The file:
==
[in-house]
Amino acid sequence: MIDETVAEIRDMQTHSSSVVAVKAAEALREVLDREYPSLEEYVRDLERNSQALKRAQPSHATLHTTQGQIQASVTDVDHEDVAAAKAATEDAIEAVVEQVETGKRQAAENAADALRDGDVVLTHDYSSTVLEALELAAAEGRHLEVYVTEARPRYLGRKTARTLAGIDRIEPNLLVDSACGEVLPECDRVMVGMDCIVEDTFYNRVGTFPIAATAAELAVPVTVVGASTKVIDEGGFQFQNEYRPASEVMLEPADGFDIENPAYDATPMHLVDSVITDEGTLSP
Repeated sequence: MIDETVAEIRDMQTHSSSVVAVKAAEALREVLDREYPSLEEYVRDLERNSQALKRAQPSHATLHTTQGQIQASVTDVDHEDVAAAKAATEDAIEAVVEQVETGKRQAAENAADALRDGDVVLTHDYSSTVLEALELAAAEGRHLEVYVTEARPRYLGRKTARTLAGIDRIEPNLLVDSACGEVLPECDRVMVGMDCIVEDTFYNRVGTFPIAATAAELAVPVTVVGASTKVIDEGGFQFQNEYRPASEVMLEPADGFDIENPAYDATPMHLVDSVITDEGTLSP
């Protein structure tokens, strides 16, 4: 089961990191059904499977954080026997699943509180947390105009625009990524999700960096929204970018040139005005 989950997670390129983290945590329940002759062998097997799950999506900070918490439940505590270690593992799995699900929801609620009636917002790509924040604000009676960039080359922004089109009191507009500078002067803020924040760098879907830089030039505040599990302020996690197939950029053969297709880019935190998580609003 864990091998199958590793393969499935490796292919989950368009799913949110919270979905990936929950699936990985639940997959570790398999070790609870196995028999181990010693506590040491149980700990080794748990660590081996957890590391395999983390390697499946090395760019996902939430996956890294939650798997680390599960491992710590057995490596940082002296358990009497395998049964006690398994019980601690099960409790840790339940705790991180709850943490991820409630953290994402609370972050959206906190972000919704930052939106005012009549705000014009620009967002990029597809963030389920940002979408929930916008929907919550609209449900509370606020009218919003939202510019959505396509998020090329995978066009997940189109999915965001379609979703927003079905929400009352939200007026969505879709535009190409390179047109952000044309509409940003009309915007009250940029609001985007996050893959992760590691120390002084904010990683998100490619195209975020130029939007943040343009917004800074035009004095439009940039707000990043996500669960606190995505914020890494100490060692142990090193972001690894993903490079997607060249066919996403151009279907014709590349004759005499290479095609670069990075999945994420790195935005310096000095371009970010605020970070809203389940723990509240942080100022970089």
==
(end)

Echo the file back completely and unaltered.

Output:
[in-house]
Amino acid sequence: MIDETVAEIRDMQTHSSSVVAVKAAEALREVLDREYPSLEEYVRDLERNSQALKRAQPSHATLHTTQGQIQASVTDVDHEDVAAAKAATEDAIEAVVEQVETGKRQAAENAADALRDGDVVLTHDYSSTVLEALELAAAEGRHLEVYVTEARPRYLGRKTARTLAGIDRIEPNLLVDSACGEVLPECDRVMVGMDCIVEDTFYNRVGTFPIAATAAELAVPVTVVGASTKVIDEGGFQFQNEYRPASEVMLEPADGFDIENPAYDATPMHLVDSVITDEGTLSP
Repeated sequence: MIDETVAEIRDMQTHSSSVVAVKAAEALREVLDREYPSLEEYVRDLERNSQALKRAQPSHATLHTTQGQIQASVTDVDHEDVAAAKAATEDAIEAVVEQVETGKRQAAENAADALRDGDVVLTHDYSSTVLEALELAAAEGRHLEVYVTEARPRYLGRKTARTLAGIDRIEPNLLVDSACGEVLPECDRVMVGMDCIVEDTFYNRVGTFPIAATAAELAVPVTVVGASTKVIDEGGFQFQNEYRPASEVMLEPADGFDIENPAYDATPMHLVDSVITDEGTLSP
């Protein structure tokens, strides 16, 4: 089961990191059904499977954080026997699943509180947390105009625009990524999700960096929204970018040139005005 989950997670390129983290945590329940002759062998097997799950999506900070918490439940505590270690593992799995699900929801609620009636917002790509924040604000009676960039080359922004089109009191507009500078002067803020924040760098879907830089030039505040599990302020996690197939950029053969297709880019935190998580609003 864990091998199958590793393969499935490796292919989950368009799913949110919270979905990936929950699936990985639940997959570790398999070790609870196995028999181990010693506590040491149980700990080794748990660590081996957890590391395999983390390697499946090395760019996902939430996956890294939650798997680390599960491992710590057995490596940082002296358990009497395998049964006690398994019980601690099960409790840790339940705790991180709850943490991820409630953290994402609370972050959206906190972000919704930052939106005012009549705000014009620009967002990029597809963030389920940002979408929930916008929907919550609209449900509370606020009218919003939202510019959505396509998020090329995978066009997940189109999915965001379609979703927003079905929400009352939200007026969505879709535009190409390179047109952000044309509409940003009309915007009250940029609001985007996050893959992760590691120390002084904010990683998100490619195209975020130029939007943040343009917004800074035009004095439009940039707000990043996500669960606190995505914020890494100490060692142990090193972001690894993903490079997607060249066919996403151009279907014709590349004759005499290479095609670069990075999945994420790195935005310096000095371009970010605020970070809203389940723990509240942080100022970089």